How to become a software developer in 5 steps
In this tech-driven era, software plays an integral role in making personal and professional life easier. If you are interested in creating software that improves the way society functions, learn how to become a software developer with edX.
What does a software developer do?
According to the U.S. Bureau of Labor Statistics (BLS), software developers produce the computer applications that are used to perform specific tasks and the systems that run the devices or control networks. They typically analyze what users need and create software to meet those needs. Their work can be used in everything from gaming apps to tax preparation to medical patient web portals.
Software developer vs. software engineer
The primary difference between a software developer and software engineer is the scope of their work. Software developers can address specific project or user needs and are more hands-on, working directly with code and software applications. They might work under the direction of software engineers who have a more strategic focus, developing and implementing software solutions that can meet the needs of the business in a more general way.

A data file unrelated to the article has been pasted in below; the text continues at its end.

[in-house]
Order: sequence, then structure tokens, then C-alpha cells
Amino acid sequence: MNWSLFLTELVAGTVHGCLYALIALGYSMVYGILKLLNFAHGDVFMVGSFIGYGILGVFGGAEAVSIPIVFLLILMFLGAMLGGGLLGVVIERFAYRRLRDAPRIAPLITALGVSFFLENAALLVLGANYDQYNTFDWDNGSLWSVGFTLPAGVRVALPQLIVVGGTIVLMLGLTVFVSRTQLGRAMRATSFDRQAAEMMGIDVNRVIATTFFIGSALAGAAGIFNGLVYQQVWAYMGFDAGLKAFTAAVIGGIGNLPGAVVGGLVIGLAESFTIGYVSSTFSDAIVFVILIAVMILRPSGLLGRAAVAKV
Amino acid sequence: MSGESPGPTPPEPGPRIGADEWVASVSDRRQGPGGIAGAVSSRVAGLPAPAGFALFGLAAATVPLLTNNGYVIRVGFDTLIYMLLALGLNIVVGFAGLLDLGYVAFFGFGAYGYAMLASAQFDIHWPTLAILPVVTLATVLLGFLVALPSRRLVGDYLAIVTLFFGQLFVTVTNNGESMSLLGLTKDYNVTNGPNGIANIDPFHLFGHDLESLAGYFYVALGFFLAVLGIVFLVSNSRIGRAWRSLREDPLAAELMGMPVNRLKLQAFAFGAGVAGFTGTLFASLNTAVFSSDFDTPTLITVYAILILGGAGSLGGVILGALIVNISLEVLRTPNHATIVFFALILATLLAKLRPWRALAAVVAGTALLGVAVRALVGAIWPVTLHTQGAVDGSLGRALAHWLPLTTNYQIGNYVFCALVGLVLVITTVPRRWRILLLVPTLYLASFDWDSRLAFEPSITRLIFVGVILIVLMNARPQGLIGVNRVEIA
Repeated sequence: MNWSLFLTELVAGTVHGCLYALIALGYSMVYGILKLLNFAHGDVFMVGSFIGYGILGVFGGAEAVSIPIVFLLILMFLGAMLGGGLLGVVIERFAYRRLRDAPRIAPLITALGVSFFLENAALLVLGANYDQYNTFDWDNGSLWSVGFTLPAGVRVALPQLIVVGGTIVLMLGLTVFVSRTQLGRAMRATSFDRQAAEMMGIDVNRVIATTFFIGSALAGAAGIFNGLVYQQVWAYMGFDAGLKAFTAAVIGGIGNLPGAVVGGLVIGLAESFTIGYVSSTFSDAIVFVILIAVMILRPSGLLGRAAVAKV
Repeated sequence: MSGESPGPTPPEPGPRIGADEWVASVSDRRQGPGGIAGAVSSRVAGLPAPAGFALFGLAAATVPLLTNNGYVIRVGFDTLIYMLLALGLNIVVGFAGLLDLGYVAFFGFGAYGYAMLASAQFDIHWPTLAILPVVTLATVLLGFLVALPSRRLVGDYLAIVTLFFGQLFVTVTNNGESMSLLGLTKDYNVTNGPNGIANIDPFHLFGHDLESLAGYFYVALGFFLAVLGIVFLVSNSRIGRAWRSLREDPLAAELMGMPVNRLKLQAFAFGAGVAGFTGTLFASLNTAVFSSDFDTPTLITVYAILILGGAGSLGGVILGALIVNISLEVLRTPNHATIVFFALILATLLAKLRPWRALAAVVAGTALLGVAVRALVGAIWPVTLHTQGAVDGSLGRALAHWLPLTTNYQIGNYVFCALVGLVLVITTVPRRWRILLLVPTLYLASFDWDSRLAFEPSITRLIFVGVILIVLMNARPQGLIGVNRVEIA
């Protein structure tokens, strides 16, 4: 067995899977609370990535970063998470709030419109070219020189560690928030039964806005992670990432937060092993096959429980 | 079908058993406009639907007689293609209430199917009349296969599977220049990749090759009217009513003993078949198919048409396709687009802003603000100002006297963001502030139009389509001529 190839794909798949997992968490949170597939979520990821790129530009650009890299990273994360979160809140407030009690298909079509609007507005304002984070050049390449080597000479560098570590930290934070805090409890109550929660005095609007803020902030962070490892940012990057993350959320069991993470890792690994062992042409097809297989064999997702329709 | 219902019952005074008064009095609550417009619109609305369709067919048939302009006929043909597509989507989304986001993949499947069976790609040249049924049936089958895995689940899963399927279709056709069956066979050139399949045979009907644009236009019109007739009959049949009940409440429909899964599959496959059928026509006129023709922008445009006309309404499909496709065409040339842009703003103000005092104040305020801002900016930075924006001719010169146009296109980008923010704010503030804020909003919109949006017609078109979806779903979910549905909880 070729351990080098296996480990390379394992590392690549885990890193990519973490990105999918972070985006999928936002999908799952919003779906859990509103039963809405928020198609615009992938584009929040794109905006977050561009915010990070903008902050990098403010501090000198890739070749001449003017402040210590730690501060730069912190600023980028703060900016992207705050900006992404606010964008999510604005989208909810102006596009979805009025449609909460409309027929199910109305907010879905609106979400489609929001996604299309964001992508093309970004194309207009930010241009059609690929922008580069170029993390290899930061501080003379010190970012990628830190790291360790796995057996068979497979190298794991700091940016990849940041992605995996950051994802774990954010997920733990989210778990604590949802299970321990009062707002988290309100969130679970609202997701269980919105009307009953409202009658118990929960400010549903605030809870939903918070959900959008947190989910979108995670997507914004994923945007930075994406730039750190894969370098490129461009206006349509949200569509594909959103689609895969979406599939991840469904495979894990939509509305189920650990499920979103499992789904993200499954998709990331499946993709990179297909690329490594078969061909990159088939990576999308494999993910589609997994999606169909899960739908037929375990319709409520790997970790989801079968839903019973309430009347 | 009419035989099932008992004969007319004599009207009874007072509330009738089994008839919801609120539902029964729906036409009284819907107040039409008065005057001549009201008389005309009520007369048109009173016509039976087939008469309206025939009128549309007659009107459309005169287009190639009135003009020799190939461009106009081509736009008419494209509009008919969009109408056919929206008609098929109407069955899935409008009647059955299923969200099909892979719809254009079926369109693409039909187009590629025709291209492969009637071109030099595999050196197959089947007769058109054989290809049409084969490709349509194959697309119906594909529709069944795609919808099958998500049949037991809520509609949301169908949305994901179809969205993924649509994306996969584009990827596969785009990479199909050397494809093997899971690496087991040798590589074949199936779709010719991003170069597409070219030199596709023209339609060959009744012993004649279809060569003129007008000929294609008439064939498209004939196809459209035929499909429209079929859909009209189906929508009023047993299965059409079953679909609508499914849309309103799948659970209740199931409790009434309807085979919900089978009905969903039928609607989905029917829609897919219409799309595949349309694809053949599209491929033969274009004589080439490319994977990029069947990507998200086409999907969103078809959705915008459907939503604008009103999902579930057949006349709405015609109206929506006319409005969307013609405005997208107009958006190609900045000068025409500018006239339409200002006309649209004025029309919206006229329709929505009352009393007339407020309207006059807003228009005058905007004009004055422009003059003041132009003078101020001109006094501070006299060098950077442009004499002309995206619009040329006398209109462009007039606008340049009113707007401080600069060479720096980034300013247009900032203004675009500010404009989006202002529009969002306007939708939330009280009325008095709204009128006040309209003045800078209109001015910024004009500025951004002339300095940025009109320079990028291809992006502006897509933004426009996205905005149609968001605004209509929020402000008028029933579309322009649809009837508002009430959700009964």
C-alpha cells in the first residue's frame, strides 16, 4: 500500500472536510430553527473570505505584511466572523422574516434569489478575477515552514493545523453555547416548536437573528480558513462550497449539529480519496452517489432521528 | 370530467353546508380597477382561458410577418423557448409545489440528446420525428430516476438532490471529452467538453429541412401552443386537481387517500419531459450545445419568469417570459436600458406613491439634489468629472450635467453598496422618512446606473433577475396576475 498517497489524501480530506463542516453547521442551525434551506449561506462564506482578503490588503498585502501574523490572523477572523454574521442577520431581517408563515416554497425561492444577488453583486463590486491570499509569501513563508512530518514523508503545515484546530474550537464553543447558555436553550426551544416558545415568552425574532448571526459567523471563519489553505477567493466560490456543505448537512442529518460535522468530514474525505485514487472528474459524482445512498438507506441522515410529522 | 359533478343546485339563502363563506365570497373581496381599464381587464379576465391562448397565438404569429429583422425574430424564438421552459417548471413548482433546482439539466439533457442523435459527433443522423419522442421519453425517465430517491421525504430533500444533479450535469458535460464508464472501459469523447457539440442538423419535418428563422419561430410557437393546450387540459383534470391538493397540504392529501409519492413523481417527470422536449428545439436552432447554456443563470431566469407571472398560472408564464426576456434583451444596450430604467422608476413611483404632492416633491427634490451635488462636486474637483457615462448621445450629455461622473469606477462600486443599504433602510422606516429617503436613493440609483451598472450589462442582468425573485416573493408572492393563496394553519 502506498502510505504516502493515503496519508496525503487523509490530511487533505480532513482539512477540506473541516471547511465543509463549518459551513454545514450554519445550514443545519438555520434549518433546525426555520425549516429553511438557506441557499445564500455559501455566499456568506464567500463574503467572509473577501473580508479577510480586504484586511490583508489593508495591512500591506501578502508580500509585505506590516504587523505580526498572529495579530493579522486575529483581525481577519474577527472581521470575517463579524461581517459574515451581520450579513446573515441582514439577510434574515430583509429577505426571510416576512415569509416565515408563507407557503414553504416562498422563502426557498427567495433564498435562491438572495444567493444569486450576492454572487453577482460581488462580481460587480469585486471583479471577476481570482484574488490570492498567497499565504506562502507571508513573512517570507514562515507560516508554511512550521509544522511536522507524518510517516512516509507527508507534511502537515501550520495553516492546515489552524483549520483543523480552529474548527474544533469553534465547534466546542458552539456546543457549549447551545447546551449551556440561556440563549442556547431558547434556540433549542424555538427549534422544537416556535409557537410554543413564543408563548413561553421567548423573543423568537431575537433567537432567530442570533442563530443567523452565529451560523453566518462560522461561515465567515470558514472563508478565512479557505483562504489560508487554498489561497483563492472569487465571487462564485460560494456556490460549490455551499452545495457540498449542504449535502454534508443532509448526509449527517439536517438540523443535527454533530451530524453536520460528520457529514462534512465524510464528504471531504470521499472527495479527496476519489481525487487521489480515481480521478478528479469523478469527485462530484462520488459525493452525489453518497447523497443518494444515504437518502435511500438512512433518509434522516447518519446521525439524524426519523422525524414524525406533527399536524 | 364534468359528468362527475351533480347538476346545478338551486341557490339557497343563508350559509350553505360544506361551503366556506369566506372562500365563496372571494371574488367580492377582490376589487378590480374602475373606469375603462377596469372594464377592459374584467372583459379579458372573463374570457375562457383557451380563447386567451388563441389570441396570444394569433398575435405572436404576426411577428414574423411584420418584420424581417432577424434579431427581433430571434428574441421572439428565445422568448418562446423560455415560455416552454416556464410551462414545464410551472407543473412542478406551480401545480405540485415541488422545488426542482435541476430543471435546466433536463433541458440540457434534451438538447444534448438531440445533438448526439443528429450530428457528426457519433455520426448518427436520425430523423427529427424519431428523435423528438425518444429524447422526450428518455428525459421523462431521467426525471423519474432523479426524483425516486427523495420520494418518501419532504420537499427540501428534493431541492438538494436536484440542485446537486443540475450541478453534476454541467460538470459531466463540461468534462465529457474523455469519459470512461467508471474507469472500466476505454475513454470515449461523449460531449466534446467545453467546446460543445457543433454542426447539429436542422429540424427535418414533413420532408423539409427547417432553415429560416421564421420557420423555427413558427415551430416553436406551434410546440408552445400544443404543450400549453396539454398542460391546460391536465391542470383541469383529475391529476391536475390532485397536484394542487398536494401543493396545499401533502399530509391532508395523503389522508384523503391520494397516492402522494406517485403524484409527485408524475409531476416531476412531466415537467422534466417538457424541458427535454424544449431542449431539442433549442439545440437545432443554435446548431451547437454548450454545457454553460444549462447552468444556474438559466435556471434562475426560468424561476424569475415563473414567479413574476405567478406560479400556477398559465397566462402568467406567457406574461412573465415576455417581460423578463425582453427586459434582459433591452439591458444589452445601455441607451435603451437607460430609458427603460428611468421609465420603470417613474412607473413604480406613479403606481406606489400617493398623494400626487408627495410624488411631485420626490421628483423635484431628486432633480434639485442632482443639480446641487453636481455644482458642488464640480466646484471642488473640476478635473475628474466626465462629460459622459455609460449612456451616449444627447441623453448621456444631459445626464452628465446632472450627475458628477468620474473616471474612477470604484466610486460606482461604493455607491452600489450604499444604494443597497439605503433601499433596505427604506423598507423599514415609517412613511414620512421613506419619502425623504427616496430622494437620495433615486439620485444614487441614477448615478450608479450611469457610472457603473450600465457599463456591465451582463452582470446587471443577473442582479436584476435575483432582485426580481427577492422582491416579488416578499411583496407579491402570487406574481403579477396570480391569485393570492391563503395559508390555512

Web developer vs. software developer
Web developers and software developers both create and maintain computer applications and systems, but web developers focus on websites, performance and capacity, and content creation. Software developers create applications and underlying systems that control networks and devices, such as smartphones.
Steps to become a software developer
Step 1: Enhance your software development skills
Technical skills are essential for software developers to perform their jobs. According to BLS, they need to be able to write code, debug code, and understand the principles of software development. However, they also rely on soft skills, such as the ability to communicate effectively with their team members and customers, in order to assess the needs of stakeholders and ensure that the software they create functions properly.
If you are interested in pursuing a career as a software developer, building proficiency in these technical and transferable skills can help you set yourself apart from other candidates.
Software Development Skills
Text editor: Notepad++, Brackets, etc.
Cloud computing: Amazon Web Services (AWS), Microsoft Azure, Google Cloud Platform, etc.
Application program interfaces (APIs)
Container orchestration tools: Docker, Kubernetes, Istio, etc.
Data warehouses: Kafka, Snowflake, etc.
Machine learning tools: Tensorflow, Pytorch, etc.
Attention to detail
Step 2: Pursue a software developer degree or course